SUN Hockey Pool

Flames are fired up

STEVE MACFARLANE -- Calgary Sun

, Last Updated: 9:41 AM ET

Many current Calgary Flames players understand exactly what their next opponent is going through.

The Montreal Canadiens come to Calgary for tomorrow's game at the Saddledome (7 p.m., Sportsnet) with a new look behind the bench after Claude Julien was fired as head coach Saturday.

Habs GM Bob Gainey named himself interim coach and brought in Guy Carbonneau as an associate for the remainder of the season with the intent of passing the reins to the former Canadiens captain next year.

Montreal is suddenly hot again, beating the Dallas Stars at home for their second straight win since the change but the boost doesn't always last long.

"I'd like to see the stat for that, actually -- how many teams win the first (game after a coach is fired)," said Calgary defender Rhett Warrener, who was on the losing side last week as new Islanders coach Brad Shaw won his debut against the Flames in New York.

"It's usually a temporary burst, I've found. At least it was in Florida. I think we won the next game 10-4 or something and we still stunk up the rest of the year."

Warrener was with the Panthers in 1997-98 when coach Doug MacLean was canned 23 games into the season after a 7-12-4 start.

"It was a shock for us because we'd done so well the previous two years," he said.

"It was early in the year and all of a sudden they're making changes. Everyone was stunned. We're going out for practice and they said, 'No, hold on.' Everyone's sitting there in their gear for about an hour and all of a sudden (team president) Bill Torrey walked in and said, 'We just fired Doug MacLean.' It was completely out of left field for all of us."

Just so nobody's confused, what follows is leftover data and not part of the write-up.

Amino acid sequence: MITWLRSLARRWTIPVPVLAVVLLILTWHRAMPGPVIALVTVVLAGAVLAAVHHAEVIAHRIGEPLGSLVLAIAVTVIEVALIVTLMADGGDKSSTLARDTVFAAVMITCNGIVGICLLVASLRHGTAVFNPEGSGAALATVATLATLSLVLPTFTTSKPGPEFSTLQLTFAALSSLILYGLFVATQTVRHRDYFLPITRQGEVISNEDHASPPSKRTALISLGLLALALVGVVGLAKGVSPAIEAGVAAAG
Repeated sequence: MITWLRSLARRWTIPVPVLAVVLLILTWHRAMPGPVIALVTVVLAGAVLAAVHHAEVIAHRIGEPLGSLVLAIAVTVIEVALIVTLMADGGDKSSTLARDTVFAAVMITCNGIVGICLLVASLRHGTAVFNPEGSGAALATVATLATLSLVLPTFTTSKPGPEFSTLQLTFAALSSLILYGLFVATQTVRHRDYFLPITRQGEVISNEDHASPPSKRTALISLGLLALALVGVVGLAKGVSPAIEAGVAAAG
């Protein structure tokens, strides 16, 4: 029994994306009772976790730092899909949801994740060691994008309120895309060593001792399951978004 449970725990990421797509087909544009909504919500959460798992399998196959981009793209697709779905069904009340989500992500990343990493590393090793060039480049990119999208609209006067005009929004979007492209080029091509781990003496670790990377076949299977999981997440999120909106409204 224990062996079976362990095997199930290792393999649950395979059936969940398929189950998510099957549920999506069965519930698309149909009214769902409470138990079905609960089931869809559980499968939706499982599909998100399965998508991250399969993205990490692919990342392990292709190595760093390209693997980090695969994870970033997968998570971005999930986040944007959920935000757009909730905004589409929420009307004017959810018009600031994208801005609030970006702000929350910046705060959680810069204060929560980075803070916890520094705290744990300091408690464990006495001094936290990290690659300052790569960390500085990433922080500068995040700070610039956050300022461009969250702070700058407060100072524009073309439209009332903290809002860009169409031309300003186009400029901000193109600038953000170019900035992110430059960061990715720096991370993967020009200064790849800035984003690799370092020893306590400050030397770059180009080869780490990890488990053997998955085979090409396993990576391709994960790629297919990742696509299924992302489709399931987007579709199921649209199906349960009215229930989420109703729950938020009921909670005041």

Flames captain Jarome Iginla and teammate Robyn Regehr were subject to a coaching carousel when Don Hay was replaced in March 2001, by Greg Gilbert, who was displaced by Darryl Sutter in December 2002 after an interim stint by Al MacNeil.

"You take it personal as a player," said Iginla.

"You are partly responsible for what's going on. We weren't winning. We weren't happy with where we were or what was going on as far as wins and losses.

"Both times it was disappointing. You start the year as a group and you have goals. When changes happen, you all feel responsible."

Jason Wiemer, now in his second stint with the Flames, was around when Hay was fired. He was also part of teams in Tampa Bay and Florida that saw coaches let go mid-season.

He can empathize with the Habs players.

"It's always a difficult thing when your coach takes the blame for, ultimately, what the players are doing on the ice," Wiemer said. "It's definitely a reality check and a time to do a bit of a self evaluation."

Veteran Tony Amonte last experienced the in-season switch during the 2000-01 season when Alpo Suhonen was fired two-thirds of the way through with Chicago.

"You kind of change gears. It was pretty extreme," said Amonte.


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